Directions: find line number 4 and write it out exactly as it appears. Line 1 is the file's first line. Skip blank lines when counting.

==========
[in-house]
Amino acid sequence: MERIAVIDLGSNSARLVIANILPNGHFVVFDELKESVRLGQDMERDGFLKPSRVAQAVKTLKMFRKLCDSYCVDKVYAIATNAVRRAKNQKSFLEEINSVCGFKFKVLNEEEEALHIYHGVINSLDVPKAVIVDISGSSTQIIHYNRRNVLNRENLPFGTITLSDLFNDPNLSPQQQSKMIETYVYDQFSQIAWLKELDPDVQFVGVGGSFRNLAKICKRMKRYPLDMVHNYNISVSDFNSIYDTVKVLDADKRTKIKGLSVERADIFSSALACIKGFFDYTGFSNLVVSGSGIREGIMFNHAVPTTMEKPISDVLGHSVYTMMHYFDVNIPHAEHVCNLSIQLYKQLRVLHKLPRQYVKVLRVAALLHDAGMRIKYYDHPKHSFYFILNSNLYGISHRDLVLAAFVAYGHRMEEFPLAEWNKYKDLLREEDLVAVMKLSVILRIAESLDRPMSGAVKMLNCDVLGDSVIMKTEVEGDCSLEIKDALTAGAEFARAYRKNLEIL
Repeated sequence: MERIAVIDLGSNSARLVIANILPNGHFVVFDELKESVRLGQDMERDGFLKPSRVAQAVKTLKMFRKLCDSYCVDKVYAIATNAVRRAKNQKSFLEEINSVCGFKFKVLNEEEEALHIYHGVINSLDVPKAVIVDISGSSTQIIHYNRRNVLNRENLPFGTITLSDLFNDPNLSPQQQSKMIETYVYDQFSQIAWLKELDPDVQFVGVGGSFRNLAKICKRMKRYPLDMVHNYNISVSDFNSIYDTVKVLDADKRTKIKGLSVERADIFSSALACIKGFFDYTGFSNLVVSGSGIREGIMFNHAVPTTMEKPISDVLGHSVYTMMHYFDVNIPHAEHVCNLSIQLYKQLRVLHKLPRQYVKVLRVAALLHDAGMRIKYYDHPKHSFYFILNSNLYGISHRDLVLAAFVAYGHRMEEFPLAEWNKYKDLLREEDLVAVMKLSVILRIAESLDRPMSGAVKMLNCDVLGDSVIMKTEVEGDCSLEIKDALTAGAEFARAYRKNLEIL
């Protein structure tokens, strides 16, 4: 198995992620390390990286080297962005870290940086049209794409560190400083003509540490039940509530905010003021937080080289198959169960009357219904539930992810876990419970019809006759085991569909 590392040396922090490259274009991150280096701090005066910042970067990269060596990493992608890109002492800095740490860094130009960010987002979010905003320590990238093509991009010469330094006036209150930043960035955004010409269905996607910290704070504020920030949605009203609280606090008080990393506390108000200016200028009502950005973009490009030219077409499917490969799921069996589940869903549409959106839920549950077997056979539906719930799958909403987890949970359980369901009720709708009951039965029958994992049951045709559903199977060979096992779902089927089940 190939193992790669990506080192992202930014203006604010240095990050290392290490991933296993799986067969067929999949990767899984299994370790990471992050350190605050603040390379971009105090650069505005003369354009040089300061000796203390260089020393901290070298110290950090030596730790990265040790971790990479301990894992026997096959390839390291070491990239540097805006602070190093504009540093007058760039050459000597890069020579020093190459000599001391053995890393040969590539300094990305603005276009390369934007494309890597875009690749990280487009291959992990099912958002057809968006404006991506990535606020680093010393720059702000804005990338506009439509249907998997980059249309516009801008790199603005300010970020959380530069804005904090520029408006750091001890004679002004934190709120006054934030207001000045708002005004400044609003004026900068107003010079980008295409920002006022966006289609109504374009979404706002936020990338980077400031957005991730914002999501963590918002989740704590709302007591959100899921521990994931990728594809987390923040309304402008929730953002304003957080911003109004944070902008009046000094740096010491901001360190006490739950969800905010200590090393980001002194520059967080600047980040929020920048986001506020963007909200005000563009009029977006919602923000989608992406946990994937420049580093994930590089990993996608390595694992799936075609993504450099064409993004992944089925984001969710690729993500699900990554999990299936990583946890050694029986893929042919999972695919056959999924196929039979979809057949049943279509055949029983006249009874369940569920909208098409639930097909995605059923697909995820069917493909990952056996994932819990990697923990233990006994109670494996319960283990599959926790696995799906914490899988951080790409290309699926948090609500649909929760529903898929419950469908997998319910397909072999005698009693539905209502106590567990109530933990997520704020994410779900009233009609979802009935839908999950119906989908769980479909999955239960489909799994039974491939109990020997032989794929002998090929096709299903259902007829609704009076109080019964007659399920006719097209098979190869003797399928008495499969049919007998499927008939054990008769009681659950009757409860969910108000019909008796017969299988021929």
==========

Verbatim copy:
């Protein structure tokens, strides 16, 4: 198995992620390390990286080297962005870290940086049209794409560190400083003509540490039940509530905010003021937080080289198959169960009357219904539930992810876990419970019809006759085991569909 590392040396922090490259274009991150280096701090005066910042970067990269060596990493992608890109002492800095740490860094130009960010987002979010905003320590990238093509991009010469330094006036209150930043960035955004010409269905996607910290704070504020920030949605009203609280606090008080990393506390108000200016200028009502950005973009490009030219077409499917490969799921069996589940869903549409959106839920549950077997056979539906719930799958909403987890949970359980369901009720709708009951039965029958994992049951045709559903199977060979096992779902089927089940 190939193992790669990506080192992202930014203006604010240095990050290392290490991933296993799986067969067929999949990767899984299994370790990471992050350190605050603040390379971009105090650069505005003369354009040089300061000796203390260089020393901290070298110290950090030596730790990265040790971790990479301990894992026997096959390839390291070491990239540097805006602070190093504009540093007058760039050459000597890069020579020093190459000599001391053995890393040969590539300094990305603005276009390369934007494309890597875009690749990280487009291959992990099912958002057809968006404006991506990535606020680093010393720059702000804005990338506009439509249907998997980059249309516009801008790199603005300010970020959380530069804005904090520029408006750091001890004679002004934190709120006054934030207001000045708002005004400044609003004026900068107003010079980008295409920002006022966006289609109504374009979404706002936020990338980077400031957005991730914002999501963590918002989740704590709302007591959100899921521990994931990728594809987390923040309304402008929730953002304003957080911003109004944070902008009046000094740096010491901001360190006490739950969800905010200590090393980001002194520059967080600047980040929020920048986001506020963007909200005000563009009029977006919602923000989608992406946990994937420049580093994930590089990993996608390595694992799936075609993504450099064409993004992944089925984001969710690729993500699900990554999990299936990583946890050694029986893929042919999972695919056959999924196929039979979809057949049943279509055949029983006249009874369940569920909208098409639930097909995605059923697909995820069917493909990952056996994932819990990697923990233990006994109670494996319960283990599959926790696995799906914490899988951080790409290309699926948090609500649909929760529903898929419950469908997998319910397909072999005698009693539905209502106590567990109530933990997520704020994410779900009233009609979802009935839908999950119906989908769980479909999955239960489909799994039974491939109990020997032989794929002998090929096709299903259902007829609704009076109080019964007659399920006719097209098979190869003797399928008495499969049919007998499927008939054990008769009681659950009757409860969910108000019909008796017969299988021929």